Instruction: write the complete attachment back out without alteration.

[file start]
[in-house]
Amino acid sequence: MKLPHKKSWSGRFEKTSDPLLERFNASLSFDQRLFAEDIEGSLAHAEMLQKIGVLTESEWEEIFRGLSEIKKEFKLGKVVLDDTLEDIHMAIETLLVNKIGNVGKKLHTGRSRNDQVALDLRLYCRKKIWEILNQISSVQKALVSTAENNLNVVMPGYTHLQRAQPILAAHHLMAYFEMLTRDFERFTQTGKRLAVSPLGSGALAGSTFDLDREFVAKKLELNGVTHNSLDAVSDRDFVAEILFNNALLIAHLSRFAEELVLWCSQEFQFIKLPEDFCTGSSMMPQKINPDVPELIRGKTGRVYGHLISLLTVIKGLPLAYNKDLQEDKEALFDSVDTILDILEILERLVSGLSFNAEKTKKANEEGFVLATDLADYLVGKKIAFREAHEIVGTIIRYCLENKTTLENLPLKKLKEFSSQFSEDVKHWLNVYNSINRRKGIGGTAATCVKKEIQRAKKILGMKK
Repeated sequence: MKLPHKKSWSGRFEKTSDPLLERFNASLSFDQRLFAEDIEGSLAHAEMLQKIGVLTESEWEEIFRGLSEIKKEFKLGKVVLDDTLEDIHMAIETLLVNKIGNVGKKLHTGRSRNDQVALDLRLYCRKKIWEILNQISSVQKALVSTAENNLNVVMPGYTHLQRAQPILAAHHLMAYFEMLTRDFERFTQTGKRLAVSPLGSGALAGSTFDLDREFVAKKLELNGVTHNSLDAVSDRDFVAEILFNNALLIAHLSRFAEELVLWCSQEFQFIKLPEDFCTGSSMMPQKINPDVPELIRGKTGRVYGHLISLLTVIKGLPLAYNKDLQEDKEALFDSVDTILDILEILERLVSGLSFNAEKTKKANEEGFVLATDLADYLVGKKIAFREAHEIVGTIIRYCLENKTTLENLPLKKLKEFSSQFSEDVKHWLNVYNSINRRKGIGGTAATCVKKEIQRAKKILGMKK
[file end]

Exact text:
[in-house]
Amino acid sequence: MKLPHKKSWSGRFEKTSDPLLERFNASLSFDQRLFAEDIEGSLAHAEMLQKIGVLTESEWEEIFRGLSEIKKEFKLGKVVLDDTLEDIHMAIETLLVNKIGNVGKKLHTGRSRNDQVALDLRLYCRKKIWEILNQISSVQKALVSTAENNLNVVMPGYTHLQRAQPILAAHHLMAYFEMLTRDFERFTQTGKRLAVSPLGSGALAGSTFDLDREFVAKKLELNGVTHNSLDAVSDRDFVAEILFNNALLIAHLSRFAEELVLWCSQEFQFIKLPEDFCTGSSMMPQKINPDVPELIRGKTGRVYGHLISLLTVIKGLPLAYNKDLQEDKEALFDSVDTILDILEILERLVSGLSFNAEKTKKANEEGFVLATDLADYLVGKKIAFREAHEIVGTIIRYCLENKTTLENLPLKKLKEFSSQFSEDVKHWLNVYNSINRRKGIGGTAATCVKKEIQRAKKILGMKK
Repeated sequence: MKLPHKKSWSGRFEKTSDPLLERFNASLSFDQRLFAEDIEGSLAHAEMLQKIGVLTESEWEEIFRGLSEIKKEFKLGKVVLDDTLEDIHMAIETLLVNKIGNVGKKLHTGRSRNDQVALDLRLYCRKKIWEILNQISSVQKALVSTAENNLNVVMPGYTHLQRAQPILAAHHLMAYFEMLTRDFERFTQTGKRLAVSPLGSGALAGSTFDLDREFVAKKLELNGVTHNSLDAVSDRDFVAEILFNNALLIAHLSRFAEELVLWCSQEFQFIKLPEDFCTGSSMMPQKINPDVPELIRGKTGRVYGHLISLLTVIKGLPLAYNKDLQEDKEALFDSVDTILDILEILERLVSGLSFNAEKTKKANEEGFVLATDLADYLVGKKIAFREAHEIVGTIIRYCLENKTTLENLPLKKLKEFSSQFSEDVKHWLNVYNSINRRKGIGGTAATCVKKEIQRAKKILGMKK